The new Everyman Theatre in Liverpool by Haworth Tompkins has won the coveted RIBA Stirling Prize 2014 for the best building of the year. Now in its 19th year, the RIBA Stirling Prize is the UK’s most prestigious architecture prize.
The presentation of the RIBA Stirling Prize trophy to Haworth Tompkins took place at a special ceremony on October 16 at the Royal Institute of British Architects in London.
The old Everyman Theatre in Liverpool opened in 1964 in the shell of a 19th-century chapel on one of Liverpool’s main streets. Although a much-loved institution, the building itself was in a state of disrepair.
The decision to pull the theater down and replace it with a new one has been a nine-year project for the architects Haworth Tompkins. They have expertly met a difficult challenge: that of creating an entirely new and sustainable building, while retaining and revitalizing the best-loved features of its predecessor.
The architects were tasked with ensuring that the soul of the old Everyman, one of informality and community ownership—the "theatre of the people"—was carried into the new building. The result is a new building with a striking exterior and elegant interior, all with exceptional attention to detail and sustainability credentials.
RIBA President Stephen Hodder said:
“The success of this exceptional new building lies in the architect’s close involvement with the local community throughout the project. Haworth Tompkins have struck the perfect balance between continuity and change to win the hearts and minds of the people of Liverpool with the vibrant new Everyman. Complementing beautifully with the surrounding listed buildings, it is a ground-breaking example of how to build a daring bold and highly sustainable large public building in a historic city centre. The building exceeds expectations and I am delighted to present Haworth Tompkins with the 2014 RIBA Stirling Prize.”
The judges' citation for the RIBA Stirling Prize winner:
“The new Everyman in Liverpool is truly for every man, woman, and child. It cleverly resolves so many of the issues architects face every day. Its context—the handsome street that links the two cathedrals—is brilliantly complemented by the building’s scale, transparency, materials, and quirky sense of humour, notably where the solar shading is transformed into a parade of Liverpudlians. The ambience of the theatre is hugely welcoming with three elegant and accessible public foyers for bars, lounges and café/bistro. Clever use of materials with interlocking spaces and brilliant lighting make this an instantly enjoyable new public space for the city."
"It is exceptionally sustainable; not only did the construction re-use 90% of the material from the old theater, but all spaces are naturally ventilated including the auditorium with its 440 seats. Clever, out of sight concrete labyrinths supply and expel air while maintaining total acoustic isolation. It is one of the first naturally ventilated auditoria in the UK. The generosity of its public spaces, which, on a tight site, are unexpected and delightful, are used throughout the day and night. As Howarth Tompkins’ first completely new theatre, it is a culmination of their many explorations into the theatre of the 21st century. It is ground-breaking as a truly public building, which was at the heart of the client’s philosophy and ethos. In summary, an extraordinary contribution to both theatre and the city, achieved through clever team working—client, architect, consultants, and contractor—where the new truly celebrates the past.”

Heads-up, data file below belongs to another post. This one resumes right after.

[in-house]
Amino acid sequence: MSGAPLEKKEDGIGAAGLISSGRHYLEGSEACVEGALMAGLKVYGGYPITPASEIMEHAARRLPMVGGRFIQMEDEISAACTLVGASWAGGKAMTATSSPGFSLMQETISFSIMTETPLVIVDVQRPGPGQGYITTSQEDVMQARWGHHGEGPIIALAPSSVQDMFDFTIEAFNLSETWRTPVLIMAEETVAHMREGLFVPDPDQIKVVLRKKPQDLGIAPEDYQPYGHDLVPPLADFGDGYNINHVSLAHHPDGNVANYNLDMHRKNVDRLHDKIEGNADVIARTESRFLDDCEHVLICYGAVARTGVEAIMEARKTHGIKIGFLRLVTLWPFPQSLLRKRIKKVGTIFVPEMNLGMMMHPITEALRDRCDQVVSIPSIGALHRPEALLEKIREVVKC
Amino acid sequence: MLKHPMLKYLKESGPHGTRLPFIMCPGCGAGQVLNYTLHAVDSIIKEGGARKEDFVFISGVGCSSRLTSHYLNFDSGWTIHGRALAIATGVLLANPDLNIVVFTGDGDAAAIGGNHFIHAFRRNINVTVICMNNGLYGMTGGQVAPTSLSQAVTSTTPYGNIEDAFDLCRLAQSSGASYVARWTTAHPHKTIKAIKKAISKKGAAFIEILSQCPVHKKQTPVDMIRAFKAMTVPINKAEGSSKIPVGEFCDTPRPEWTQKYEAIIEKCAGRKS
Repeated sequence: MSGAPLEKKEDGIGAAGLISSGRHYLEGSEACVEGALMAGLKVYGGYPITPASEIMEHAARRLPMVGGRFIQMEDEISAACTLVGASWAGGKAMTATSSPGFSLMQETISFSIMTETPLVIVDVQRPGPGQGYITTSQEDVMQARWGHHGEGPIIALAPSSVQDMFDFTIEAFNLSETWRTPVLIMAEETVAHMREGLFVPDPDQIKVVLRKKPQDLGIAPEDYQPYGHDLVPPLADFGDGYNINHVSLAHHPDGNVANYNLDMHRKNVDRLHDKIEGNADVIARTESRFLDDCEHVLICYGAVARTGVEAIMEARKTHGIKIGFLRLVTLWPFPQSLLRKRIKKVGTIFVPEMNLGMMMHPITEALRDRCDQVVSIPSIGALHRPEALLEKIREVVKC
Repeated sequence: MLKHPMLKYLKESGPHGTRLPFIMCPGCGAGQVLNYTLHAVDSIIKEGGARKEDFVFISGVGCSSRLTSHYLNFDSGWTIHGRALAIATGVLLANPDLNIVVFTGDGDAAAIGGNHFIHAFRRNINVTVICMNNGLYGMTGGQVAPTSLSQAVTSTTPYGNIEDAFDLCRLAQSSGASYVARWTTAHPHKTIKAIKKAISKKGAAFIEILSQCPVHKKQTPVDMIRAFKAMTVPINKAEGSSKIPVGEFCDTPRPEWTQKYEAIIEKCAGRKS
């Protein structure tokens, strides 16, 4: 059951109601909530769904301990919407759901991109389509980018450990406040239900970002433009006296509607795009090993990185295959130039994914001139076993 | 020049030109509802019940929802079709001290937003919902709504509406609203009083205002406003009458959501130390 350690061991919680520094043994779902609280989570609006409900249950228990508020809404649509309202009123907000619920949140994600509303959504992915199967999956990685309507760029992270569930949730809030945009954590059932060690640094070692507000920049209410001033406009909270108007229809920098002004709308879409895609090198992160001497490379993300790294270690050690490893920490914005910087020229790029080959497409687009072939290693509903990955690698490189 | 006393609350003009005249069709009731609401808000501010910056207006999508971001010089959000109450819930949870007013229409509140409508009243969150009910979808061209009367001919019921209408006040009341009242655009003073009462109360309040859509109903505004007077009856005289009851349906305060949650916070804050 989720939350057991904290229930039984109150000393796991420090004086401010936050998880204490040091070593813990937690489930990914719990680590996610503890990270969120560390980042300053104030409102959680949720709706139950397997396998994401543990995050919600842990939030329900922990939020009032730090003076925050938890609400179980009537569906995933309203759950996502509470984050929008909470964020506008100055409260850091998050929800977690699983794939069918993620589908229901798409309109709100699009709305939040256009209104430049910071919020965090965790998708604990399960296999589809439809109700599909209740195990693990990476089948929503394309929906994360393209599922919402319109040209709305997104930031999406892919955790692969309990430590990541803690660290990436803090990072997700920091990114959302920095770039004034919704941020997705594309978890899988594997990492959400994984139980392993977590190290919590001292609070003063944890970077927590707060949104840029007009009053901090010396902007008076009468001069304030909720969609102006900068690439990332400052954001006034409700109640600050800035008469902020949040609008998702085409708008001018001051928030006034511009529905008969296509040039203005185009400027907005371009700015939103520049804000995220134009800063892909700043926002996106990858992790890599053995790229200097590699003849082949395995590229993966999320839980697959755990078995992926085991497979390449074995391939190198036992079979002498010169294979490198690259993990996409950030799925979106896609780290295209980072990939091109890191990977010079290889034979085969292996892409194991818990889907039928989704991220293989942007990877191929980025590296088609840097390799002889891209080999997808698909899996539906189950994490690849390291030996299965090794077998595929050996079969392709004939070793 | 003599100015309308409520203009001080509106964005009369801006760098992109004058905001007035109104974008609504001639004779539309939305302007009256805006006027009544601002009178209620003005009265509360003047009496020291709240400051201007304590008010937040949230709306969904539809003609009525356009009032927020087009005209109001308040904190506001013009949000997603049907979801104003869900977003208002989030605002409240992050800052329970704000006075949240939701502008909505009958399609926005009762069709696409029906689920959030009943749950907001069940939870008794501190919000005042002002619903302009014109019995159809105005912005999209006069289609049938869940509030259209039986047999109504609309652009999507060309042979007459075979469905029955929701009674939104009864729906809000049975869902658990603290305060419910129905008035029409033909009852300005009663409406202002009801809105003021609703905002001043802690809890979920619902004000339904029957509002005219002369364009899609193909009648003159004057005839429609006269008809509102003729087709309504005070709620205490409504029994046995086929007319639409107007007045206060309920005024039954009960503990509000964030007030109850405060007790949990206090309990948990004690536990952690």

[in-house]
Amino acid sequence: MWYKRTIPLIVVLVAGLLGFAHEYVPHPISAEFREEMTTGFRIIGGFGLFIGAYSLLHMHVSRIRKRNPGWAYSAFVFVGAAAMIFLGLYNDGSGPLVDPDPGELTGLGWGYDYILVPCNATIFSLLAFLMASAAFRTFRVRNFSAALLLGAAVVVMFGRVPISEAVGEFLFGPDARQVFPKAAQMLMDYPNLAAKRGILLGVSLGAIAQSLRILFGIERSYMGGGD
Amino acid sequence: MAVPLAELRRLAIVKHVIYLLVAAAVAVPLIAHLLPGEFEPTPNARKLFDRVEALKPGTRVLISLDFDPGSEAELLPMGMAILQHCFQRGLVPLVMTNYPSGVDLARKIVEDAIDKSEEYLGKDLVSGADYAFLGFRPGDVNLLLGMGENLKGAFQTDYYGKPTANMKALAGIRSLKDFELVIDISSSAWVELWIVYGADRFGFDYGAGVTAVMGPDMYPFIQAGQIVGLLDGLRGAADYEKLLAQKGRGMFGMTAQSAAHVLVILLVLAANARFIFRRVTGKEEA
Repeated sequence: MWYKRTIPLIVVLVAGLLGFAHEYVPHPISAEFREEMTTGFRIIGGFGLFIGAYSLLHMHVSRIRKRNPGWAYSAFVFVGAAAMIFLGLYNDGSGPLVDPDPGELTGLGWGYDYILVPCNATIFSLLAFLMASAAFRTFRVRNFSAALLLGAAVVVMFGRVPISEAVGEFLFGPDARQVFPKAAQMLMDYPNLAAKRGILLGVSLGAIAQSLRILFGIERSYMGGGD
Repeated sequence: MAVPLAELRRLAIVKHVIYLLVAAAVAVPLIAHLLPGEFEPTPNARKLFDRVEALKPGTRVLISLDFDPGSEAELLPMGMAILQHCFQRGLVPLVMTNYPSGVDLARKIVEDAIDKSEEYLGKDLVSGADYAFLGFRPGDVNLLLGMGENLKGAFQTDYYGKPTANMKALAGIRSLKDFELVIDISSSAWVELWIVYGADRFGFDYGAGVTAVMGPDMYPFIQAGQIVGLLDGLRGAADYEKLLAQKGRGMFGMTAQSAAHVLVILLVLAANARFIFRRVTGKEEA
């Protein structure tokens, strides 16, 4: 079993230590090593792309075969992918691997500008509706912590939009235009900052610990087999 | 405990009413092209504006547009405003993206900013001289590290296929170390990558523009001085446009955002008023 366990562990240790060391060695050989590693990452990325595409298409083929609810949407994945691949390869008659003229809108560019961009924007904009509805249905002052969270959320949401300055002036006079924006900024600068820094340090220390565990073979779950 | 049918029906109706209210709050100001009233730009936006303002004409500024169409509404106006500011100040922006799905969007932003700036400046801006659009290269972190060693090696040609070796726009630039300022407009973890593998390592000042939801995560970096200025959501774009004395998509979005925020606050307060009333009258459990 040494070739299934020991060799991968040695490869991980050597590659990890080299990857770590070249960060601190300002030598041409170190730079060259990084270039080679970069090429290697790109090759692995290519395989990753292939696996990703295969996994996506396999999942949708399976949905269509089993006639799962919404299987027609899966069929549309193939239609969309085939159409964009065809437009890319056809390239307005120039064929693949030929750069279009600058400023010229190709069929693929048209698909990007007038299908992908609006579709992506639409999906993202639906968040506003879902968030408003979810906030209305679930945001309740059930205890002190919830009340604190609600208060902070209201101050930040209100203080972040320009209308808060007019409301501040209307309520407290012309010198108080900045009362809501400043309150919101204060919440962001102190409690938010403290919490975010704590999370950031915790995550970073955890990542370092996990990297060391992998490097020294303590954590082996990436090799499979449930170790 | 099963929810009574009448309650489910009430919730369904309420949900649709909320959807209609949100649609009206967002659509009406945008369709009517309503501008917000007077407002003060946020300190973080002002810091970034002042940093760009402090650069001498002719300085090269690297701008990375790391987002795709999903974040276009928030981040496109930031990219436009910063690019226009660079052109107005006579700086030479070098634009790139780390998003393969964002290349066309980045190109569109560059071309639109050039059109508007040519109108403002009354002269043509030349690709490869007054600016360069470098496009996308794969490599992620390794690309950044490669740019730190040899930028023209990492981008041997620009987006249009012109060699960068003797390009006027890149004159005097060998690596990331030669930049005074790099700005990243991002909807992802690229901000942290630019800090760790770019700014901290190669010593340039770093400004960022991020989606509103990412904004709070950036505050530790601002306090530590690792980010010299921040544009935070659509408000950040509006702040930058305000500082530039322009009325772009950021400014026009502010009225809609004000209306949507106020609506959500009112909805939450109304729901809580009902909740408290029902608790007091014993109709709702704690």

This is the first time Haworth Tompkins has won the RIBA Stirling Prize. The firm was previously shortlisted in 2007 for London’s Young Vic theatre. The Everyman is its first new-build theater, among a portfolio of over a dozen theaters from the Royal Court in 2000 to the recent temporary "Shed" outside the National Theatre. Its other projects include a secondary school in Birmingham and Coin Street Community Centre in London. The practice is currently working on a regeneration project in Canning Town and a housing development in Stratford, East London.
The Everyman Theatre was chosen by the judges from the following outstanding shortlisted entries:
Library of Birmingham by Mecanoo
London Aquatics Centre by Zaha Hadid Architects
London School of Economics - Saw Swee Hock Student Centre by O’Donnell + Tuomey Architects
Manchester School of Art by Feilden Clegg Bradley Studios
The Shard by Renzo Piano Building Workshop
The judges for the 2014 RIBA Stirling Prize were: Spencer de Grey (Chair) - architect, Foster and Partners; MJ Long - architect, Long and Kentish Architects; Cindy Walters - architect, Walters and Cohen; Stephen Kieran – architect, Kieran Timberlake; and Sir Timothy Sainsbury architectural patron and client.
The winners of three other annual RIBA awards were also announced:
Stormy Castle, Gower Peninsula, Wales, by Loyn & Co., won the 2014 RIBA Manser Medal for the best new private home
House No 7, Isle of Tiree, Scotland, by Denizen Works won the RIBA’s 2014 Stephen Lawrence Prize for best project with a construction budget of less than £1 million
Manchester Metropolitan University won the 2014 RIBA Client of the Year. The award recognizes the role good clients play in the delivery of fine architecture.